Good morning! Today in Exodus 30-32 we finish the description of the tabernacle’s furnishings, then run into the story of idolatry and retribution which is known by the Golden Calf.
I don’t have much more to say about the tabernacle furniture, but note the half-shekel “flat tax” in chapter 30, which goes to support the upkeep of the sanctuary. In other parts of the Bible, a census of families is a bad thing (I’m not sure why), but the evident divine displeasure that registration causes is supposed to be fixed by the giving of money for the tabernacle. This, and the protection of secret formulas for incense and anointing oil, show a concern for institutional self-preservation which feels more human than divine in origin. The Sabbath’s importance comes through again in chapter 31, with capital punishment declared for anyone who profanes the day. Note the explicit reference to divine resting after six days of creation—here’s another reason scholars think that the first Creation story was written by a Priestly author.
The Golden Calf story in Exodus 32 returns to an earlier pattern, where the people lack patience and rebel against Moses’ leadership, then God gets angry and punishes them for their mistrust. Here it looks like God is ready to be done with the Hebrew people, but Moses sticks by them. He essentially tells God: “You chose them—now you deal with them. And if you don’t, wipe me out with them too.” This shows a daring interaction with God that I find encouraging. How good if those of us who talk to God would feel the empowerment to claim what God has promised, and ask for it to still come to pass. It’s hugely significant when verse 14 says that “The Lord changed his mind….” This helpfully challenges a common modern assumption that God is unchanging, and increases the biblical regard for Moses as a man who could bring this great change about.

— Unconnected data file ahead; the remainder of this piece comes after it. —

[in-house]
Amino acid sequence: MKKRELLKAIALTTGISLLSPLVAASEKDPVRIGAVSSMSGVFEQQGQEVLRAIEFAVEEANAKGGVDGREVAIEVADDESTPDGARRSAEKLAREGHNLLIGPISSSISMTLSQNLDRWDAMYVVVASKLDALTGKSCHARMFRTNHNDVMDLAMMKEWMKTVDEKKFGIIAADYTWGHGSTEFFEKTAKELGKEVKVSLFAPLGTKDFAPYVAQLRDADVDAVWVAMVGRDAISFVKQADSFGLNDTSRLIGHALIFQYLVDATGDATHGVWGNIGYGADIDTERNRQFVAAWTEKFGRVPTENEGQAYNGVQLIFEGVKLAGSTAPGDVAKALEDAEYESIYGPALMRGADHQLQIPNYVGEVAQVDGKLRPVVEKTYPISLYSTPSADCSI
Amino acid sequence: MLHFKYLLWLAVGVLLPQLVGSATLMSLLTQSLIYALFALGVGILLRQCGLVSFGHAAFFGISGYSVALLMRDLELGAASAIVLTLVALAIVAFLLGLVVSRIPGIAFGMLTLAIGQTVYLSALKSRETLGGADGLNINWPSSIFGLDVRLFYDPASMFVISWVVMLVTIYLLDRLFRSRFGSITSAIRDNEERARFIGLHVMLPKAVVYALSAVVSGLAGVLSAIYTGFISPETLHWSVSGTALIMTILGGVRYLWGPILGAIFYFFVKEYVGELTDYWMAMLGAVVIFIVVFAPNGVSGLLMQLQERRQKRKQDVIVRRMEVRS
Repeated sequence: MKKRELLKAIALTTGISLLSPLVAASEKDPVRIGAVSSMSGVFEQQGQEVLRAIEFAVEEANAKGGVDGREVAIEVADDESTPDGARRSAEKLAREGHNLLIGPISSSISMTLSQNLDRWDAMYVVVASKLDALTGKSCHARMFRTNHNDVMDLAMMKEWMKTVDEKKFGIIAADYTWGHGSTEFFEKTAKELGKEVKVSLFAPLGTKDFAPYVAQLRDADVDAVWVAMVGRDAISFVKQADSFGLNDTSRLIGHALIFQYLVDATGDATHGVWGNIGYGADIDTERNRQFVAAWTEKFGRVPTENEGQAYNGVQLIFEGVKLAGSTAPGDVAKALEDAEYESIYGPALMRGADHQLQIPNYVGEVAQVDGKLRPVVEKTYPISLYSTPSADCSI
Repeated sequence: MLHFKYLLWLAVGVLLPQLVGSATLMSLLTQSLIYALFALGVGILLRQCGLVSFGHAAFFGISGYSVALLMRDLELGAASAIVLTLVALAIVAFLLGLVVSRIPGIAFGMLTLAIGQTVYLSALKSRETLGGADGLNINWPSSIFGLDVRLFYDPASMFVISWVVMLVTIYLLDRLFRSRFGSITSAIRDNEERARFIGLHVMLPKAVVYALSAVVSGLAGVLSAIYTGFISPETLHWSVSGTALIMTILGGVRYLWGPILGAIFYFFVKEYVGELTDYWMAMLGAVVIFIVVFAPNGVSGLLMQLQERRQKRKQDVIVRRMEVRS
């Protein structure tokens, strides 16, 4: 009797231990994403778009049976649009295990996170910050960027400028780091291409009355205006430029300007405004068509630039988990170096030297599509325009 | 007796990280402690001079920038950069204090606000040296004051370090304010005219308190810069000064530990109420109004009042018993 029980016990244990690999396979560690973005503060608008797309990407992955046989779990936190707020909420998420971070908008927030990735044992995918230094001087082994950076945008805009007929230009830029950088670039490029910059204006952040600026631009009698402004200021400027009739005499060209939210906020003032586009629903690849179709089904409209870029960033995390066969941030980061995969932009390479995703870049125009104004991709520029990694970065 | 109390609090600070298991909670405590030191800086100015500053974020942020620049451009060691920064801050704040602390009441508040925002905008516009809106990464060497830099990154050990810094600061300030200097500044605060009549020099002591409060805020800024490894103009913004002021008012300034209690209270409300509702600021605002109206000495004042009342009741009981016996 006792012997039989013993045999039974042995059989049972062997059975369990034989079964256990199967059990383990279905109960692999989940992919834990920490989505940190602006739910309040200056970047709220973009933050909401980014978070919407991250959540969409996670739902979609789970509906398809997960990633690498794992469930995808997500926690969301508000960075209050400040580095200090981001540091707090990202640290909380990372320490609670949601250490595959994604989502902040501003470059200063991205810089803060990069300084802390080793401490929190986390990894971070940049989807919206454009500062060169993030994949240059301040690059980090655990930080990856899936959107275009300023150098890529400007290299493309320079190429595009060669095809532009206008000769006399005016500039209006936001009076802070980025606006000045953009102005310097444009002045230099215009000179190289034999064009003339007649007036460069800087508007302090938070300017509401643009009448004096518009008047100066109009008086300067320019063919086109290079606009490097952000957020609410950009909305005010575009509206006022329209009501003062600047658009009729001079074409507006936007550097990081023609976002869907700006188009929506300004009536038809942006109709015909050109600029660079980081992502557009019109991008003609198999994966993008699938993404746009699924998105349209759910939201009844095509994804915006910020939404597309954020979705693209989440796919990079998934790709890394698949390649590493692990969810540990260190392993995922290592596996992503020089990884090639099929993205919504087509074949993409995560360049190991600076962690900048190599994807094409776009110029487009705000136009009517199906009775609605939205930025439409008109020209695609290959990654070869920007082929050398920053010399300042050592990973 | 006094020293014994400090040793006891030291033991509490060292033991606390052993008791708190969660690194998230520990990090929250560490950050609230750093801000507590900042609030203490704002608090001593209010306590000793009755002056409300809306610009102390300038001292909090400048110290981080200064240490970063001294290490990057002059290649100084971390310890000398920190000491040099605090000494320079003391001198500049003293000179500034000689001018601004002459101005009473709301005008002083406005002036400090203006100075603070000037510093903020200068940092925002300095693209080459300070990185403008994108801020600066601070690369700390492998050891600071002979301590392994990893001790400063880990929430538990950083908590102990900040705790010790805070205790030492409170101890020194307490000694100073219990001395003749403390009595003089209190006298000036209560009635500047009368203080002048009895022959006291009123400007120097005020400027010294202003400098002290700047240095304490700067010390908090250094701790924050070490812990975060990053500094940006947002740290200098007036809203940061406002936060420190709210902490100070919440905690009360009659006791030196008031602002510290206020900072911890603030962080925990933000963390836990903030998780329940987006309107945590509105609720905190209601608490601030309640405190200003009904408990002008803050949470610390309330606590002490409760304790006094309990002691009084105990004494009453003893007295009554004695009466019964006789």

In contrast, Aaron comes out of this episode with a pretty sullied character. He acts falsely in creating the idol, and then lies about it to Moses afterward. This is all the more surprising since the story comes on the heels of chapter after chapter describing the importance of the priest’s duties and the various ways of honoring Aaron as High Priest. It’s interesting to consider the different factions which might have led to the pro-Aaron accounts of priestly holiness and the anti-Aaron story of the golden calf which follows it.
Finally, what Moses does with the sons of Levi echoes an earlier pattern from Genesis. In the context of a disordered, unruly camp, Moses commands the sons of Levi to put their family allegiances aside and kill other Israelites as a manifestation of divine judgment. Their ability to do this is reckoned to them as righteousness, setting them apart as zealots for the faith who truly do serve God above anything else. In this light, it’s the same command that God gave Abraham concerning Isaac—choose allegiance to God or to your kin. I’m no more comfortable with this story than with that one, but the generous reader might find here a certain strength to do the unpleasant right rather than go with the popular wrong. Happy reading!
Please join discussion of this passage at the Daily Bible Facebook group, or comment below. Tomorrow’s passage is Exodus 33-35. Thanks for reading!